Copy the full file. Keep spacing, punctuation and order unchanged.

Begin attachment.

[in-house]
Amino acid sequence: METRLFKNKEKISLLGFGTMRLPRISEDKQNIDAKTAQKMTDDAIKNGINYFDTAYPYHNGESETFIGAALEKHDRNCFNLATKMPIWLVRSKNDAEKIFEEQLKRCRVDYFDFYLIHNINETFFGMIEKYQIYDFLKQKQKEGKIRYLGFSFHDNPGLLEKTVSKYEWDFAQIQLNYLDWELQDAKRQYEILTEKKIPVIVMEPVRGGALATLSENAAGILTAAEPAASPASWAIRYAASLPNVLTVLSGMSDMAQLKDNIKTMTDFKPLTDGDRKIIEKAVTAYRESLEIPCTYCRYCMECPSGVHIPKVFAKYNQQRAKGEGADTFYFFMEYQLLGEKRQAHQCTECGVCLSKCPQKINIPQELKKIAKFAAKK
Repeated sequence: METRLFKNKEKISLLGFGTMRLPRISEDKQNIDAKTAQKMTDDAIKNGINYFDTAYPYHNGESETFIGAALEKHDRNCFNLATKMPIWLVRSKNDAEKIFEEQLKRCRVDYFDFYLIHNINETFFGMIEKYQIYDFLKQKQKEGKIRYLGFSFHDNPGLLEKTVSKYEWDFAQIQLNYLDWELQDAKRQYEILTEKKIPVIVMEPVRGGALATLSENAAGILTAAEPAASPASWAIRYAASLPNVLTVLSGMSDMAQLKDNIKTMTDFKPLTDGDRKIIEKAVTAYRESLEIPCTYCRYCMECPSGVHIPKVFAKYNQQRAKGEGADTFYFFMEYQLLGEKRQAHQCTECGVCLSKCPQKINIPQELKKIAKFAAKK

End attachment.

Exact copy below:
[in-house]
Amino acid sequence: METRLFKNKEKISLLGFGTMRLPRISEDKQNIDAKTAQKMTDDAIKNGINYFDTAYPYHNGESETFIGAALEKHDRNCFNLATKMPIWLVRSKNDAEKIFEEQLKRCRVDYFDFYLIHNINETFFGMIEKYQIYDFLKQKQKEGKIRYLGFSFHDNPGLLEKTVSKYEWDFAQIQLNYLDWELQDAKRQYEILTEKKIPVIVMEPVRGGALATLSENAAGILTAAEPAASPASWAIRYAASLPNVLTVLSGMSDMAQLKDNIKTMTDFKPLTDGDRKIIEKAVTAYRESLEIPCTYCRYCMECPSGVHIPKVFAKYNQQRAKGEGADTFYFFMEYQLLGEKRQAHQCTECGVCLSKCPQKINIPQELKKIAKFAAKK
Repeated sequence: METRLFKNKEKISLLGFGTMRLPRISEDKQNIDAKTAQKMTDDAIKNGINYFDTAYPYHNGESETFIGAALEKHDRNCFNLATKMPIWLVRSKNDAEKIFEEQLKRCRVDYFDFYLIHNINETFFGMIEKYQIYDFLKQKQKEGKIRYLGFSFHDNPGLLEKTVSKYEWDFAQIQLNYLDWELQDAKRQYEILTEKKIPVIVMEPVRGGALATLSENAAGILTAAEPAASPASWAIRYAASLPNVLTVLSGMSDMAQLKDNIKTMTDFKPLTDGDRKIIEKAVTAYRESLEIPCTYCRYCMECPSGVHIPKVFAKYNQQRAKGEGADTFYFFMEYQLLGEKRQAHQCTECGVCLSKCPQKINIPQELKKIAKFAAKK